Friday, August 17, 2012

What Small Boat Users Know That Corporations Don't

There's something important that kayakers, and rowers, and canoeists, and even powered boat users know. Islands are a pretty darned permanent feature of a shoreline.
Oh sure, sandbars move. And volcanoes make new islands appear. And some river islands erode at one end and accrete at the other so it looks like the island is moving very slowly downstream. But on the time scale of a boat passing through a waterway, an island is a fixed feature. It's going to be there the next time the boat passes, even if the tide is ebbing instead of flooding, or the spring run-off is late in the river.
How interesting, then, to see in the Times-Colonist newspaper that Enbridge's video for their route for their planned pipeline from Alberta's Tar Sands to Kitimat shows an odd map of Douglas Channel where their oil tankers will be docking. A still from their video shows the inlet as follows in the article:

The Times-Colonist's article includes an image of the same inlet, corrected to reflect the actual maps and charts of the inlet, showing 1,000 square kilometres of islands. Douglas Channel is not a wide open bay -- it is a narrow, twisting fjord, and any route to Kitimat takes several turns around islands.

And if this map is starting to look a little familiar, turn it on its side and you might recognize the area that was in the news a few years ago. Gil Island is where the ferry Queen of the North ran aground and sank one night six years ago. And along the mainland shoreline is the village of Hartley Bay, where every able-bodied fisher scrambled out in their small boats to rescue the crew and passengers, and the rest of the villagers gave them food and shelter.

The Enbridge video has doctored not just one image of Douglas Channel, but another. The video's image of the province of BC includes the same change to the coastline, where all the islands in and around Douglas Channel are missing. Odd to see such a big gash into the coast at that spot, when the rest of the coast is reasonably close to realistic.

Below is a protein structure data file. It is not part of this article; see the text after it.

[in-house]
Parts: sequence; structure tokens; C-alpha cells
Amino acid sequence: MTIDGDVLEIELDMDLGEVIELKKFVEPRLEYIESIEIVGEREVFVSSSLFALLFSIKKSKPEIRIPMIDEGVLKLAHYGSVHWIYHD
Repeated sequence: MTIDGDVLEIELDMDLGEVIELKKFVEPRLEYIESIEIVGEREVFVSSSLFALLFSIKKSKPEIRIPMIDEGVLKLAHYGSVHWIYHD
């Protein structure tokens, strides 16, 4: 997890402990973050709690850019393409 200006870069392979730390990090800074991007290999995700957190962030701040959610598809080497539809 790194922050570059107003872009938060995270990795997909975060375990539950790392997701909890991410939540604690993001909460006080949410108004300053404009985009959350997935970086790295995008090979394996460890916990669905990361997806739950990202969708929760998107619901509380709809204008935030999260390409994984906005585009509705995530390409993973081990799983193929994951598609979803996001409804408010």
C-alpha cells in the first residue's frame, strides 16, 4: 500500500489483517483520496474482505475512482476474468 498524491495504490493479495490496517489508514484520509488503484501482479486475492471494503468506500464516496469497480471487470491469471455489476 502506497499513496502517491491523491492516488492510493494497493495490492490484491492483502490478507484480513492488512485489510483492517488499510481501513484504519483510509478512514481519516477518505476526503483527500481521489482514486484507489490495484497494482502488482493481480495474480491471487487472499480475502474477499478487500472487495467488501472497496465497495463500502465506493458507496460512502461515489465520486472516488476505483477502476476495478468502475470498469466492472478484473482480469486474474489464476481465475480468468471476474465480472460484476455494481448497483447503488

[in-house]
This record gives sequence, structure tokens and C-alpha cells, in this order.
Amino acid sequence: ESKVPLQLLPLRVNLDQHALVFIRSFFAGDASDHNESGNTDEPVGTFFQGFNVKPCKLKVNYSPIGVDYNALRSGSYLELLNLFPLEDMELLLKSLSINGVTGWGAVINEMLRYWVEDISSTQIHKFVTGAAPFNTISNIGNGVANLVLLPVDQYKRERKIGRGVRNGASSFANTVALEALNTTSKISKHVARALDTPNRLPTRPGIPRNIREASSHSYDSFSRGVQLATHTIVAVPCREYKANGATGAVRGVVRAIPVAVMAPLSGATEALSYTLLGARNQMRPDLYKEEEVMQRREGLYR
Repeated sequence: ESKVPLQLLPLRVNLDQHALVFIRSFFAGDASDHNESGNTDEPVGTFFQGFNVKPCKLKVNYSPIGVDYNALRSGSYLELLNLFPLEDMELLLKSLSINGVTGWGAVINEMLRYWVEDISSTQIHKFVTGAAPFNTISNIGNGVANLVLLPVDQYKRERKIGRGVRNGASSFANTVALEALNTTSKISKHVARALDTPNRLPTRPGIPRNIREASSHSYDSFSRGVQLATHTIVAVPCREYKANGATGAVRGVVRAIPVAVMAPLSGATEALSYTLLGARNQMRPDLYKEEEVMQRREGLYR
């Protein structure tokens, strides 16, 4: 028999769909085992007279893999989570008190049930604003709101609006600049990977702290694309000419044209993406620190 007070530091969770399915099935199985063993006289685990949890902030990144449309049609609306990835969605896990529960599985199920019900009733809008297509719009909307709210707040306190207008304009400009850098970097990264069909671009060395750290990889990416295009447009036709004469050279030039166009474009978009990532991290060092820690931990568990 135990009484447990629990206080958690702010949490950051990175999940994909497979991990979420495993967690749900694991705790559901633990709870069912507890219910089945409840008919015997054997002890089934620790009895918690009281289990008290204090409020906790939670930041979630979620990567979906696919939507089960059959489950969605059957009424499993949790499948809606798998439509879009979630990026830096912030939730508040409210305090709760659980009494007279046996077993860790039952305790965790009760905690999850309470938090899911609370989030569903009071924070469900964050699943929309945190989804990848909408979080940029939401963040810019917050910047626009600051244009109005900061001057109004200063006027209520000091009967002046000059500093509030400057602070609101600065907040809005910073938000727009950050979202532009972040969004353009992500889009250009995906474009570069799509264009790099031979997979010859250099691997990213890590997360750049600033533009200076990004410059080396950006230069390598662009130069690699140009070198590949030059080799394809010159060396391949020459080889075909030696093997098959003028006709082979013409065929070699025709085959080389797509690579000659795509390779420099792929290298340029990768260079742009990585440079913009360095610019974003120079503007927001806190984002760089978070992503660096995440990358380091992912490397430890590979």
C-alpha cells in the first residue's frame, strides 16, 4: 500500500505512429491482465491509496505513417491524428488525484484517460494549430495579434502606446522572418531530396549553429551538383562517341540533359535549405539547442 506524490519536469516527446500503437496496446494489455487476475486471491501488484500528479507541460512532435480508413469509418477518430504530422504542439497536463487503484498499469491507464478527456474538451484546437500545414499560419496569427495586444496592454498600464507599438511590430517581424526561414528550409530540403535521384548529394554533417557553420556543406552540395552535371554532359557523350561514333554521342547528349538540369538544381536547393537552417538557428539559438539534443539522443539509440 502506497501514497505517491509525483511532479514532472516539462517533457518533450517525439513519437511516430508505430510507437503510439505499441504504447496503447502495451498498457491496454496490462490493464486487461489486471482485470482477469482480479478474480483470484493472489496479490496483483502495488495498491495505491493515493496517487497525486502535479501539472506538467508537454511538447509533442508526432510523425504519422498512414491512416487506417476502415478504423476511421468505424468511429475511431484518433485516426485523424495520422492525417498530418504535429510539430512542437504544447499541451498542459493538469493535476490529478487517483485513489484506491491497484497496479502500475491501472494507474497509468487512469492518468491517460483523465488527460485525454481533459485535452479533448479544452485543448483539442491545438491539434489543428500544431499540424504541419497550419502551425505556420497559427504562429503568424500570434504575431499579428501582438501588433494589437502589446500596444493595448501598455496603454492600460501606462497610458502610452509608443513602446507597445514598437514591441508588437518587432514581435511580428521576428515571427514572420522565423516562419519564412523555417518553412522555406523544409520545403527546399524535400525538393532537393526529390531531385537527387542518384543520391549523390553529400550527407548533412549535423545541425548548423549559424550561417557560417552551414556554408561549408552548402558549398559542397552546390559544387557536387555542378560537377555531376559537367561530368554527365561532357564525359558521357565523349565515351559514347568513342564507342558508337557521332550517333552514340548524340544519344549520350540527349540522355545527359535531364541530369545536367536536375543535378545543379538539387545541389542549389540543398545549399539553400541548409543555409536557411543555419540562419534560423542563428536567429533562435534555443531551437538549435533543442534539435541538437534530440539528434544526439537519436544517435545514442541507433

It's important for people with local knowledge of land and water conditions to use this knowledge. Lives can be saved. Habitat can be protected. Sustainable use can be made of places for work, recreation, and other purposes -- if local knowledge is applied. When a corporation is lying about the conditions in Douglas Channel, the lies will not make this place a safe deepwater port for oil tankers.
Petroleum products (such as my sea kayak made of rotomolded plastic) have to be used with awareness. Where do the raw materials come from? How can I use this product safely and sustainably? I'm trying to use my awareness and local knowledge so that good things can happen instead of avoidable errors. An oil tanker wreck in Douglas Channel would be a catastrophe.


  1. Wow, several comments coming.... My first thought was maybe the islands are going to be removed by the oil companies. Then as you described the intricate course that the tankers will have to take I remembered seeing damage from the exxon valdez spill - the exxon valdez missed one turn! Just one. I still saw damage 15 years later, and 40 miles away. So yes, the fears you have are real. And finally, I had a trip on the BC coast that had to change its plan because of that ferry accident. We had to change the direction of an expedition - and in the middle checked to see if there was ferry service to get us back, or we would have turned around. It all of a sudden feels like a small world.


    1. You're not the only one to ask if the oil companies intend to remove the islands -- I can comment that the islands are mountains of solid, dense rock that would be extremely hard to remove. It took incredible effort to blow Ripple Rock apart in Surge Narrows -- read about it at for that particular story!
      It really is a small world, and the fears I'm describing are real. Too many people and places get ruined by projects like this pipeline. We can do better.